Wuksachi Village Cell Tower
The National Park Service (NPS) has approved the plan and corresponding environmental assessment (EA) for the issuance of a right-of-way permit to Verizon Wireless to construct, operate, and maintain a wireless telecommunications facility providing cellular service near the Wuksachi Village within Sequoia National Park. On February 13, 2019, a Finding of No Significant Impact (FONSI) was signed by the NPS Pacific West Regional Director, Stan Austin. The FONSI and EA constitute the record of the environmental impact analysis and decision-making process for this project.
Cellular coverage in Sequoia National Park is very limited. The wireless telecommunications facility would provide year-round cellular coverage in the vicinity of the Wuksachi Village and surrounding areas, including Wuksachi Way and portions of the Generals Highway.
The EA was available for a 32-day public review and comment period from October 24, 2018, through November 26, 2018. A total of 42 comments were received during public review of the EA. Public comments received during the review of the EA revealed that those opposed to the proposal were primarily concerned about visitors' experience of solitude, self-reliance, natural soundscapes, and the ability to disconnect from technology, particularly in wilderness. Comments in support cited benefits to visitor health, safety, and convenience resulting from enhanced communication. Potential effects on visitor experience and other resources were identified and evaluated in the EA.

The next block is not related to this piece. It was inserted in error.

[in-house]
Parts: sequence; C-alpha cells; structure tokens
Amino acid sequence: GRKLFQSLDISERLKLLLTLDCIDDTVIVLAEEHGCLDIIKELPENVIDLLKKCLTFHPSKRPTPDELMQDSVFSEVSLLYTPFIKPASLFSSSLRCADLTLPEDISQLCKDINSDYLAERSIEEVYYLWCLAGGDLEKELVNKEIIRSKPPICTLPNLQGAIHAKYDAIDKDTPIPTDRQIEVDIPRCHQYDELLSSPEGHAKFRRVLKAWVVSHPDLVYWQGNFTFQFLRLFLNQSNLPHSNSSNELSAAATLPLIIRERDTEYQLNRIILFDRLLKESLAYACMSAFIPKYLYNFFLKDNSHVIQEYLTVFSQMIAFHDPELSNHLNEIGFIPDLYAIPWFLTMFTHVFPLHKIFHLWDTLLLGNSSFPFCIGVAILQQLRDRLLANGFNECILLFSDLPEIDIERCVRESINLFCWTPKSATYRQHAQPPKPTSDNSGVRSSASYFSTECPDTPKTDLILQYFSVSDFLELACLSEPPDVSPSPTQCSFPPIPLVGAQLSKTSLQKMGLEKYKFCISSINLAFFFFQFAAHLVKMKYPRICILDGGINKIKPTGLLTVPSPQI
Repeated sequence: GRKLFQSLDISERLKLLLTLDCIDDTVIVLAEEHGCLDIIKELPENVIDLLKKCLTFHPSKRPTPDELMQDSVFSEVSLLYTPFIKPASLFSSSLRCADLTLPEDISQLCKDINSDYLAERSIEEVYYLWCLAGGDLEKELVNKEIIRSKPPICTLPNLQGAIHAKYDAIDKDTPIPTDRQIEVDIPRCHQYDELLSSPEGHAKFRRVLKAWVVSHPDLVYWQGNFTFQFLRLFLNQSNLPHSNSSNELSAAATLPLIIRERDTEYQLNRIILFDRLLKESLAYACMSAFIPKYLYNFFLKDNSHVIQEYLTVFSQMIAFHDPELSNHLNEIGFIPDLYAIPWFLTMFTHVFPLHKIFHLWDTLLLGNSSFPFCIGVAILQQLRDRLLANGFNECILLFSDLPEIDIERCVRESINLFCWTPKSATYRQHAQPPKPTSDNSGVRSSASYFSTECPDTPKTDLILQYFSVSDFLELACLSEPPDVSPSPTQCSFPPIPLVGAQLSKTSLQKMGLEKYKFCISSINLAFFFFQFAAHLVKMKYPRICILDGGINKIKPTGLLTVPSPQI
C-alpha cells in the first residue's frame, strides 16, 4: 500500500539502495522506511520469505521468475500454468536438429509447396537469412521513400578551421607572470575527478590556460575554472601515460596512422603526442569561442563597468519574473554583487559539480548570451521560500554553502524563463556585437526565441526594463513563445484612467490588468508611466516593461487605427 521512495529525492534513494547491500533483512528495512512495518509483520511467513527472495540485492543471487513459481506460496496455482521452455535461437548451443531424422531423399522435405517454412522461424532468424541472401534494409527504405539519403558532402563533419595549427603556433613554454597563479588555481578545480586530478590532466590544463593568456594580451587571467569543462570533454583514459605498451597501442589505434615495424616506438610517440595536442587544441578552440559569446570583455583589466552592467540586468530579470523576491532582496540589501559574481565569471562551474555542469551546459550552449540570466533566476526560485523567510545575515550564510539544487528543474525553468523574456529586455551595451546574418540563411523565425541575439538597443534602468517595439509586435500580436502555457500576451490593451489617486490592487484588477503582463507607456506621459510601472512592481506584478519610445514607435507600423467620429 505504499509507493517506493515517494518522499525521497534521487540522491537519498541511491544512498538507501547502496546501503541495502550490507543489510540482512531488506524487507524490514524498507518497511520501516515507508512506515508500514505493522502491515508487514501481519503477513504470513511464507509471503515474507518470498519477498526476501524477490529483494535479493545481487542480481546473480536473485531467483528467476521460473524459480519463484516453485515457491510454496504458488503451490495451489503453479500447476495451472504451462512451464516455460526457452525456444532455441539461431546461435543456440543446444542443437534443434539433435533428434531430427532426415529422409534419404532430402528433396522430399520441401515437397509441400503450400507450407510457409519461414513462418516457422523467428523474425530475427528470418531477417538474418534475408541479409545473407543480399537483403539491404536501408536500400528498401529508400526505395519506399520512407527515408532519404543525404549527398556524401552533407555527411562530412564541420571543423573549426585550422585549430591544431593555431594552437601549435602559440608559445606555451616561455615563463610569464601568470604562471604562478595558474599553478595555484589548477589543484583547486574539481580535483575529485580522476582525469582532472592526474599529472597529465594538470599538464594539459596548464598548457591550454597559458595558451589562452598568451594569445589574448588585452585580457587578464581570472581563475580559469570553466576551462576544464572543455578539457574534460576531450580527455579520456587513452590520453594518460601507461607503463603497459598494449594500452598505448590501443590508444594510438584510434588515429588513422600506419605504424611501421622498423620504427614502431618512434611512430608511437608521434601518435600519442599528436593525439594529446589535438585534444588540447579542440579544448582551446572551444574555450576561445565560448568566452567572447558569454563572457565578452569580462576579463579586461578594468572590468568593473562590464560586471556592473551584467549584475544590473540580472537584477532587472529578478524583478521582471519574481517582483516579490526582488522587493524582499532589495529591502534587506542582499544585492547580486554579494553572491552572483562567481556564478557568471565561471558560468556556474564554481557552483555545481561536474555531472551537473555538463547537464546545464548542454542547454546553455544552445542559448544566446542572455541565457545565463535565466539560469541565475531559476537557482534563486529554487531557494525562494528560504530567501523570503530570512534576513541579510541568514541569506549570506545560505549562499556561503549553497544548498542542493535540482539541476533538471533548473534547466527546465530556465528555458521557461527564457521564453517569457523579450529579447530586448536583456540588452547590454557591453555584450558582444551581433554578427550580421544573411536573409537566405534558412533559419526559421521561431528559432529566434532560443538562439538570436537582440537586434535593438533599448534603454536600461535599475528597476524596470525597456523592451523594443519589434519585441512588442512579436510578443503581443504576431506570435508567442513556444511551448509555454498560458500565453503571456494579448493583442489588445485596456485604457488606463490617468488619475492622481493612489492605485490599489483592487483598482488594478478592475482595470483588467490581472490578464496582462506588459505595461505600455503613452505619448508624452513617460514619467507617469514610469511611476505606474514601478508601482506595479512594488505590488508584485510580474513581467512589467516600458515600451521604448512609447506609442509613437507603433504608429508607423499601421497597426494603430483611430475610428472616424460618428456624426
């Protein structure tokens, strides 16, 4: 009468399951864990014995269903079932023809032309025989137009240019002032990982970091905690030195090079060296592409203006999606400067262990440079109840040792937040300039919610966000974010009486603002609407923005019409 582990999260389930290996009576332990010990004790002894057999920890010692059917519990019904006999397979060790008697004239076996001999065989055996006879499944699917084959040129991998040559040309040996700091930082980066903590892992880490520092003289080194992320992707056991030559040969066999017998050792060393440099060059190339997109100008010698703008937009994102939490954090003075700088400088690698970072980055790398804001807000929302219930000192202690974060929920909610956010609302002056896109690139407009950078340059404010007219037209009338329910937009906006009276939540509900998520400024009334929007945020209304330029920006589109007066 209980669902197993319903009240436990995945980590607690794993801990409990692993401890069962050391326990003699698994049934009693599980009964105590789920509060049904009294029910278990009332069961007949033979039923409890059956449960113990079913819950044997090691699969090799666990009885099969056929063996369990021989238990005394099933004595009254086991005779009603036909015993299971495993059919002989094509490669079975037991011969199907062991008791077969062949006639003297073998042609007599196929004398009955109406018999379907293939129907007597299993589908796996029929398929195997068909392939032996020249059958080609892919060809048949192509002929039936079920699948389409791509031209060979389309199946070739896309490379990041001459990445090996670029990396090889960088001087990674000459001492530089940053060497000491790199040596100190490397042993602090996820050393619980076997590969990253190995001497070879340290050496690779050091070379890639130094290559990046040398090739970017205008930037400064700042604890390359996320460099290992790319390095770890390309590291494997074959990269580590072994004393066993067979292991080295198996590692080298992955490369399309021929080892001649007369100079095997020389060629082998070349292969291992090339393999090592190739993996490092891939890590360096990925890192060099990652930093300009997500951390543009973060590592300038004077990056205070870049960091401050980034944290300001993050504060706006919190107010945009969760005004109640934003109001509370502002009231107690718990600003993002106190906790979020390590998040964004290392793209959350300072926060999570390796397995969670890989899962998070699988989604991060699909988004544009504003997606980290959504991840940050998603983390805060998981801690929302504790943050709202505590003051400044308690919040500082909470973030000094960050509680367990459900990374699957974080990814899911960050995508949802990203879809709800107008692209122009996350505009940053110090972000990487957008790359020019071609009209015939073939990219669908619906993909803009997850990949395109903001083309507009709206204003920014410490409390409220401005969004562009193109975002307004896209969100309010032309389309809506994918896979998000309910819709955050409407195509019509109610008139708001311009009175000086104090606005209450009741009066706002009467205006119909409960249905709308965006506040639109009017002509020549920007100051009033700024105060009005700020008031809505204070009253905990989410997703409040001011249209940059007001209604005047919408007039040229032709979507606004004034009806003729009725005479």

Sequoia National Park's position is that improved cellular service will provide opportunities to more easily and quickly communicate park conditions to visitors, including realtime information on parking, traffic, weather, and hazardous conditions. Cellular service will also assist the park in providing educational and interpretive materials to park visitors, information about events and activities, maps, and other services, which could enhance the visitor experience and help protect park resources. Many visitors and park staff will view the service as a welcome benefit for purposes of accessibility, coordination, communication, and safety. While other visitors may view cell phone service as an unwelcome intrusion, the NPS is committed to a public education program to promote considerate use of cell phones in shared public facilities and spaces.
Sequoia and Kings Canyon National Parks are currently working with the permittee to design the tower and prepare a right-of-way permit. Construction will likely begin in 2020.
Nancy Hendricks, 559-565-3102